I’m incredibly passionate about the idea that every vote matters, because it really does. I’ve witnessed a surprising number of recounts in the UK, because an election has come to within fifty or so votes. I’m certain it’ll be the same for some elections in the US. Think about the special election in Alabama last year, Doug Jones beat out alleged pedophile Roy Moore, but only by 1.7% of the votes.

Sure, your state/district might be absolutely safe red or blue, but by voting you help to either keep that seat safe, or to decrease the gap and make politicians worried. And at the very least your vote contributes to national statistics.

For example, if you hadn’t reluctantly voted for Hillary Clinton in the 2016 election (you wanted Bernie, but hey ho) then Trump might’ve won the popular vote as well as the Presidency. Losing the popular vote gave people across the country hope — Hope that sane people still make up the majority. So thanks for voting!

One way to think of voting is that it keeps the tyranny at bay. Some people in office want as few people to vote as possible, so they can pass laws in their own interests. The higher the voter turnout, the greater the pressure.

Despite all of its flaws, I love America. It’s a great experiment of a society and aims to be a shining light for democracy across the world. In recent years however, it feels like it’s slowly losing grip on that goal. America is its people, and that means everyone, not just the wealthy white dudes at the top. The more people who vote, the brighter that light shines.

Please register to vote if you still can, and if you missed the deadline then remember to do it ahead of the 2020 Presidential election. It’s never too late to start caring. Your voice matters because it strengthens democracy and sticks two-fingers to the establishment in the most effective way possible. Wow, voting is punk-rock — It’s DIY, individualistic and you can change the world.

Click here if you haven’t registered, you’ll be helped by a friendly non-partisan website.

I’d love to hear that some of my readers are planning on voting, so comment below to let me know if you are. Also, comment below if you don’t plan on voting — I’d genuinely love to hear why, and I promise I’ll be kind, as I respect your individual choices.

Today is Wednesday, October 10th and I’m half-way through a complete new draft edit of my WIP. I have some feedback and everything is getting brilliantly real.

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If you like what I write and can spare a dollar, then it’d be a greatly appreciated act of kindness! If you like what I write and can’t spare a dollar then I greatly appreciate you! If you hate what I write and also can’t spare a dollar, then why are you still reading this?


WE are the Walking Dead

I’m a big believer in not having guilty pleasures when it comes to media. You like what you like and if you can justify the enjoyment it brings to you, then you should keep on enjoying that thing. People (like me) will reserve the right to say that thing is objectively terrible, but you should continue to defend it, because nobody can argue with subjectivity.

I both objectively and subjectively despise The Walking Dead, and yet I can’t stop watching. Help me.

I watched the season nine premiere yesterday, which made this the third year in a row that I ignored my instinct to stop. I think at this point it has become a form of punishment; You don’t deserve good things, so here you go Matt, watch fifty minutes of crudely constructed television that manages to mess-up despite an inexplicably high budget.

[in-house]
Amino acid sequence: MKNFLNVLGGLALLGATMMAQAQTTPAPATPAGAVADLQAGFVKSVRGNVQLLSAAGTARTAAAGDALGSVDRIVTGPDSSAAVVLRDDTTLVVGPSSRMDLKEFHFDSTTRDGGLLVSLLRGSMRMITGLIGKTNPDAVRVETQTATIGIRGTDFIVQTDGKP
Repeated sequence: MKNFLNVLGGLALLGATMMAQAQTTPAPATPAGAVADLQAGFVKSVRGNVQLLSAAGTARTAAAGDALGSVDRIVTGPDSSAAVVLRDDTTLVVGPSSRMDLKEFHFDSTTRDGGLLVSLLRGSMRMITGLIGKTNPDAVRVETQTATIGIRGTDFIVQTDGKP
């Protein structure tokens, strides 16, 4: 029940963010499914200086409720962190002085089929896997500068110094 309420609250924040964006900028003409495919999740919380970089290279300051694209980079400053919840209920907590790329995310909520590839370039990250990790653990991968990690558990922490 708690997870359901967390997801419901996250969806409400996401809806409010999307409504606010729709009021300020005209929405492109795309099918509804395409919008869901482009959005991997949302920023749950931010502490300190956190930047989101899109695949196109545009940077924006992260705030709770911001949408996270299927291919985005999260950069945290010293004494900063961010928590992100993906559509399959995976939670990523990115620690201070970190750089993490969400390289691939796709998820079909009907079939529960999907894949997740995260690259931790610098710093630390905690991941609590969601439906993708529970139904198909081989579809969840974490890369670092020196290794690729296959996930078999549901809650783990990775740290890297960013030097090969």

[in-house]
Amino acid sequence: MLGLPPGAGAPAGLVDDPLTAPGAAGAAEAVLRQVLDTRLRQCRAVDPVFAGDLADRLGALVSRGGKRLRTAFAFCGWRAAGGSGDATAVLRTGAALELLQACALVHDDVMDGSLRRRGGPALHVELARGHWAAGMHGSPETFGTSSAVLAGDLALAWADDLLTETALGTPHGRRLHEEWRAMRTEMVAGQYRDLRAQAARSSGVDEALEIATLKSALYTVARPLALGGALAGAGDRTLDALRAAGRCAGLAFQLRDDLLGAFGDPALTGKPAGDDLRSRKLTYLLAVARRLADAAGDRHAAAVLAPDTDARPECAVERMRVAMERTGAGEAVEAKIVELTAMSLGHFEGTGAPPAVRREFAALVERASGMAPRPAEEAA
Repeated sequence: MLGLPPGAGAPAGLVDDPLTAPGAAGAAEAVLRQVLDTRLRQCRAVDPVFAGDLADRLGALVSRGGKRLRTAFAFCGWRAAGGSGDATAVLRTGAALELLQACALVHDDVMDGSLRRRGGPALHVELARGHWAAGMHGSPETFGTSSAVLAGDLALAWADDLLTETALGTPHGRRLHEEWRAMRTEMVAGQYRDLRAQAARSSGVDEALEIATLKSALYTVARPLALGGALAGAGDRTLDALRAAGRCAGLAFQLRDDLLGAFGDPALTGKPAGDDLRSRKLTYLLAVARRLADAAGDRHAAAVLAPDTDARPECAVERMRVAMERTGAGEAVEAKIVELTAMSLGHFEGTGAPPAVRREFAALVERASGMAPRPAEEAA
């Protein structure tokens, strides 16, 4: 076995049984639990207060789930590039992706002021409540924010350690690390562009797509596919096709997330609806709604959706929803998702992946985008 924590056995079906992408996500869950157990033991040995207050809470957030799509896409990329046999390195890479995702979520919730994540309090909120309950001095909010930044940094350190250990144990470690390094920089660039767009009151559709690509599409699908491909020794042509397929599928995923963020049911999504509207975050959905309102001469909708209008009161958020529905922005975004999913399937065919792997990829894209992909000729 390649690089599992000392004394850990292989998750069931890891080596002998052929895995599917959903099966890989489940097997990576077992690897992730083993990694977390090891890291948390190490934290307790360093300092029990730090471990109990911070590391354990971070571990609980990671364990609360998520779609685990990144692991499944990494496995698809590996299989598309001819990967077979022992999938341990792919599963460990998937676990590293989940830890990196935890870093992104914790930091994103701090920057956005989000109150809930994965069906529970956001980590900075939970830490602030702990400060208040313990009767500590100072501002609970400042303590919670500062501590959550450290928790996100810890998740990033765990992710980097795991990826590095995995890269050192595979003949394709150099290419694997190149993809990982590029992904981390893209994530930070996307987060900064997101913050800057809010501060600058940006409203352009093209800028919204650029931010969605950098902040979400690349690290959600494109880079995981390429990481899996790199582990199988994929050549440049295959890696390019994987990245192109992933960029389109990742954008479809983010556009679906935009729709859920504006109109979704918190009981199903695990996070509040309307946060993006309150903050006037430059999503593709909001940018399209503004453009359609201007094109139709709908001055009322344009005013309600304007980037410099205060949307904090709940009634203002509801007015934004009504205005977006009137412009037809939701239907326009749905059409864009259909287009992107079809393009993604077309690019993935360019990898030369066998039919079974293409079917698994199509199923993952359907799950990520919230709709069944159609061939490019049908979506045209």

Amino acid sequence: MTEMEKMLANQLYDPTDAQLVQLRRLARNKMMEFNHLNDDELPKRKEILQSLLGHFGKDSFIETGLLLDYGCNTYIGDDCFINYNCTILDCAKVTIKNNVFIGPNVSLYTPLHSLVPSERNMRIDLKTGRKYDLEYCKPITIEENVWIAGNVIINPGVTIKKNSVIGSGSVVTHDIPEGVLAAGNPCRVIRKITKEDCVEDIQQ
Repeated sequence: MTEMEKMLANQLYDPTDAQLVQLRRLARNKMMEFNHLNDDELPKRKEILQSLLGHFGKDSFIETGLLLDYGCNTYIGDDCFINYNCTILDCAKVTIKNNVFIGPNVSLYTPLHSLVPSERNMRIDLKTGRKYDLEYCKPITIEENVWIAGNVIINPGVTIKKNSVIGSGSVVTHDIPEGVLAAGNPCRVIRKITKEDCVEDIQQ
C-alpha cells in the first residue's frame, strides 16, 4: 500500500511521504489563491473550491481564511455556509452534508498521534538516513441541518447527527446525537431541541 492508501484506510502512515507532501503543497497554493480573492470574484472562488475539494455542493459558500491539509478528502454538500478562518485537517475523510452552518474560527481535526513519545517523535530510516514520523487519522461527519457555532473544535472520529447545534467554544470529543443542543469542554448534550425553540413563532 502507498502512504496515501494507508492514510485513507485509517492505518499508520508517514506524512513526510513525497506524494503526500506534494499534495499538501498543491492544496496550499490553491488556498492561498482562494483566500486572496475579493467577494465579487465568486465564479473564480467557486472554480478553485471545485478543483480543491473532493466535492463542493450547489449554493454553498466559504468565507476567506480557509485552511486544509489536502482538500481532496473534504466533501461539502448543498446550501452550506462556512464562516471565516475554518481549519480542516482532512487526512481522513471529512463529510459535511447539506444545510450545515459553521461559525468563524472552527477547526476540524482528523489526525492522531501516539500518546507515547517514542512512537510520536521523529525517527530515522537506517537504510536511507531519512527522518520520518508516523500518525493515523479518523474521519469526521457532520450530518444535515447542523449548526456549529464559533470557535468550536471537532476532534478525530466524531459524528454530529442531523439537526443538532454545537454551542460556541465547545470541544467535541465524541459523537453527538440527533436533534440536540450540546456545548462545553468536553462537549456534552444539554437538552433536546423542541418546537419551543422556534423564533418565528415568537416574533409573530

The first season of the show was groundbreaking, next-level television. The tight, six-episode story was refreshing for an American production, and at no point did it waste a single minute of your time. I’d go as far as to say that it’s one of the best “first seasons” in TV history, up there with Breaking Bad.

Season two saw a drop-off in quality, which we can largely assume was due to the departure of Frank Darabont. The show became less focused, but for a few years still managed to tell interesting-enough stories. Half of the characters were two-dimensional beings lifted straight from a serialised, soap-opera-esq graphic novel, but the rest were well-rounded, complex individuals.

Up until the second-half of the sixth season I can still recall story arcs and individual episodes that entertained me. And in a show with sixteen episodes per season (I thought we were done with this 20th century BS), that’s probably the best you can hope for. With season seven and eight, I felt like the zombie — Glued to the screen but completely dead behind the eyes.

I think the only reason I tuned in this year is because of new show-runner, Angela Kang. My hope was that we’d get a completely new direction, and a fresh pair of eyes at the helm. I didn’t think she’d be able to bring TWD back to the glory days of season one, but I hoped for the quality of season four or five.


Season nine opens with a set-piece, in which most of the main survivors (and a few red-shirts) are at a large museum building, where they’re recovering old pioneering supplies. The biggest object is a covered wagon, which they slowly pull down the steps of the museum. The ground floor of the building is made of glass and, of course, hundreds of Walkers are below.

The group decides to carry-on with their wagon-salvaging attempt, despite it being the least useful of the objects they came to recover. The glass cracks and King Ezekiel is the one to fall. Surprisingly, not a single red-shirt fell into the Walker-filled abyss to build some tension. Ezekiel manages to avoid fifty sets of teeth and nails, to survive without a single scratch.